30-year vegetation trend analysis: Global and Regional

- Indicates paper has been withdrawn from meeting
- Indicates an Award Winner
Monday, 18 January 2010
Felix Kogan, NOAA/NESDIS, Camp Springs, MD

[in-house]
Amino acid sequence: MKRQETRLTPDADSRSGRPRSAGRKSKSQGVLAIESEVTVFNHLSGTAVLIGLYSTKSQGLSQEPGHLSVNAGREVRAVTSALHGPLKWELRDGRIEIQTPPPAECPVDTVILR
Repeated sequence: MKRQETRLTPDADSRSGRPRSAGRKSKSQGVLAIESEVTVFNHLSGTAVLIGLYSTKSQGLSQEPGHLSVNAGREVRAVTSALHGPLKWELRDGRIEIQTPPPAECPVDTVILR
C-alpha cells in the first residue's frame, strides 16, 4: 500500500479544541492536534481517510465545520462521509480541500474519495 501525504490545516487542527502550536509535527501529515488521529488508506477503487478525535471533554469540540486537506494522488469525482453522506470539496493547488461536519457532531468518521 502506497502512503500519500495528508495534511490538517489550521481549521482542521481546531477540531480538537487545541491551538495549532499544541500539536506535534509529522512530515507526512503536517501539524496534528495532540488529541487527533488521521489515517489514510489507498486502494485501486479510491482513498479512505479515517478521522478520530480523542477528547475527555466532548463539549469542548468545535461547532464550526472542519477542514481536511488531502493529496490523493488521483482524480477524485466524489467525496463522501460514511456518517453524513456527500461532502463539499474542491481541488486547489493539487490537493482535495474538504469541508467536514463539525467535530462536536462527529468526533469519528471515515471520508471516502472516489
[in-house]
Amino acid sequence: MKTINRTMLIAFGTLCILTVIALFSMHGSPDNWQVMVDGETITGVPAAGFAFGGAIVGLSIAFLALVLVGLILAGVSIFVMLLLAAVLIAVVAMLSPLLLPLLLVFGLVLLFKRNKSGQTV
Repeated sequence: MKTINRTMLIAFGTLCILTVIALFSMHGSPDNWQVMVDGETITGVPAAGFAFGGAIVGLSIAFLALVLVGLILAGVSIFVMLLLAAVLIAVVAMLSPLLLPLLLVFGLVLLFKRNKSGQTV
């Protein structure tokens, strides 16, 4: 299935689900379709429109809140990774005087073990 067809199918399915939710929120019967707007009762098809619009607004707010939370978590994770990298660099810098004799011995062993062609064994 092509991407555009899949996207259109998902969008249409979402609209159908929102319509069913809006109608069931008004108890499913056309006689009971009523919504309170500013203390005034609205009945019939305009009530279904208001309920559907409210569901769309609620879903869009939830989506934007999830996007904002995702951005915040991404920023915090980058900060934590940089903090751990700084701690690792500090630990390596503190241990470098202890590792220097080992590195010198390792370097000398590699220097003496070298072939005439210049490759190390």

Space observations of land surface obtained from the Advanced Very High Resolution Radiometer (AVHRR) has the longest (30 year) and continues (daily) global records. The AVHRR-based datasets has already been used for climate studies and will be used in the future. The NDVI derived from AVHRR is a proxy for greenness and vigor of plant canopy and consequently for photosynthetic activities and has been extensively used for trend analysis of vegetation. The satellite NDVI records begun in July 1981 and extends to the present time. These records were aggregated to a 4 km (Global Area Coverage-GAC) spatial and 7-day composite temporal data set called GVI-x. These records were collected from six NOAA afternoon satellites (NOAA-7, 9, 11, 14, 16 & 18). They were pre- and post-launch calibrated and high frequency noise related to short-term changes in the atmosphere and land surface were removed using statistical filtering procedure. In addition the data were processed to remove large-scale disturbances such as volcanoes, orbit degradation and differences in response function. This paper presents briefly the processing procedure and analysis the trends in NDVI time series. These trends were compared to the trend analysis of other global AVHRR-based data sets (Global Inventory Modeling and Mapping Studies (GIMMS) and Land Long Term Data Record (LTDR) over the period 1982-1999.